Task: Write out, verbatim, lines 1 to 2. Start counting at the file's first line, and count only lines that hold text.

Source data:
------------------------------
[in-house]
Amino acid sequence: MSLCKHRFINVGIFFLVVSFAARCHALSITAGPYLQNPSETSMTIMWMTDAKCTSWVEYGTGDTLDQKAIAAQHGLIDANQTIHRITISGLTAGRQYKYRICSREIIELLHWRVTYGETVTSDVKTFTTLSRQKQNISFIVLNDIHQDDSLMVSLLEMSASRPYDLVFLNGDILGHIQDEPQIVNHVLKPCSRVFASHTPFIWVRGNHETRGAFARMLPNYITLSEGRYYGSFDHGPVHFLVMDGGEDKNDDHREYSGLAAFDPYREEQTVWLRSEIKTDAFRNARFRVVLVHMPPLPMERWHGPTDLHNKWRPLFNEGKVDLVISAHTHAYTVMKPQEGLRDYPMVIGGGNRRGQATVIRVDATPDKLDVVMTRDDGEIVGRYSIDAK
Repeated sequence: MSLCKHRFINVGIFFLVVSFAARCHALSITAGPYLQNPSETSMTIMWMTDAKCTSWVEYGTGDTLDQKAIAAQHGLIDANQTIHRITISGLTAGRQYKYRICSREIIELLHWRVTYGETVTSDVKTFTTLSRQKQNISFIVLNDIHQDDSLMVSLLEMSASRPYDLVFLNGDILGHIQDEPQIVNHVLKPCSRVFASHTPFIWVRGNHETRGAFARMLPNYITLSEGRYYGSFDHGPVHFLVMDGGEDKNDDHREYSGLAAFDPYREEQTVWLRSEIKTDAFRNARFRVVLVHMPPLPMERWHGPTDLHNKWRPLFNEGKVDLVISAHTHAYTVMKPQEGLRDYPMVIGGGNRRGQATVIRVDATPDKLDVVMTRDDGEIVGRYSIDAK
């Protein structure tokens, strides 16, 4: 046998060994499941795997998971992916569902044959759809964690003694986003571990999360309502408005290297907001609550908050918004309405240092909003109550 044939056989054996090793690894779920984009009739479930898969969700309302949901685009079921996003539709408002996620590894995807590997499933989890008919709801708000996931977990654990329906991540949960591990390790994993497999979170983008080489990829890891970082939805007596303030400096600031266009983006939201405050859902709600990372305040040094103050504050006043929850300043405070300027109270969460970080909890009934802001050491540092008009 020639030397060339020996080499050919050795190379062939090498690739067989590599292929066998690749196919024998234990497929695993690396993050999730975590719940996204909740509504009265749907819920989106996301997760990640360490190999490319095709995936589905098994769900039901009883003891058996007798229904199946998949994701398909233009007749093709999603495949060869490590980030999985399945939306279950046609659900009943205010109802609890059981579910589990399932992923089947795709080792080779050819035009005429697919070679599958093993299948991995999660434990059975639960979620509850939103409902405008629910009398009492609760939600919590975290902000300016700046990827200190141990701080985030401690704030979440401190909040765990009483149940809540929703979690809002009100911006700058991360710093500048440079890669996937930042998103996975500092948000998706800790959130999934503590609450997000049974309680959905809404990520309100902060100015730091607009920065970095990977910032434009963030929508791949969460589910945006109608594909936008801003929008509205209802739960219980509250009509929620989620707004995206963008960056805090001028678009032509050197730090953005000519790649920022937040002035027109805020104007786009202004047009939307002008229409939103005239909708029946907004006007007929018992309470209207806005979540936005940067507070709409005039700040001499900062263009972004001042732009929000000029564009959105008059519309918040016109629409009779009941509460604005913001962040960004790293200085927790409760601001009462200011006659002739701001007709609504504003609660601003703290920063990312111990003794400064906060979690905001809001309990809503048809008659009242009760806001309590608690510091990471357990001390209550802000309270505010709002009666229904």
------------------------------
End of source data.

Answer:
[in-house]
Amino acid sequence: MSLCKHRFINVGIFFLVVSFAARCHALSITAGPYLQNPSETSMTIMWMTDAKCTSWVEYGTGDTLDQKAIAAQHGLIDANQTIHRITISGLTAGRQYKYRICSREIIELLHWRVTYGETVTSDVKTFTTLSRQKQNISFIVLNDIHQDDSLMVSLLEMSASRPYDLVFLNGDILGHIQDEPQIVNHVLKPCSRVFASHTPFIWVRGNHETRGAFARMLPNYITLSEGRYYGSFDHGPVHFLVMDGGEDKNDDHREYSGLAAFDPYREEQTVWLRSEIKTDAFRNARFRVVLVHMPPLPMERWHGPTDLHNKWRPLFNEGKVDLVISAHTHAYTVMKPQEGLRDYPMVIGGGNRRGQATVIRVDATPDKLDVVMTRDDGEIVGRYSIDAK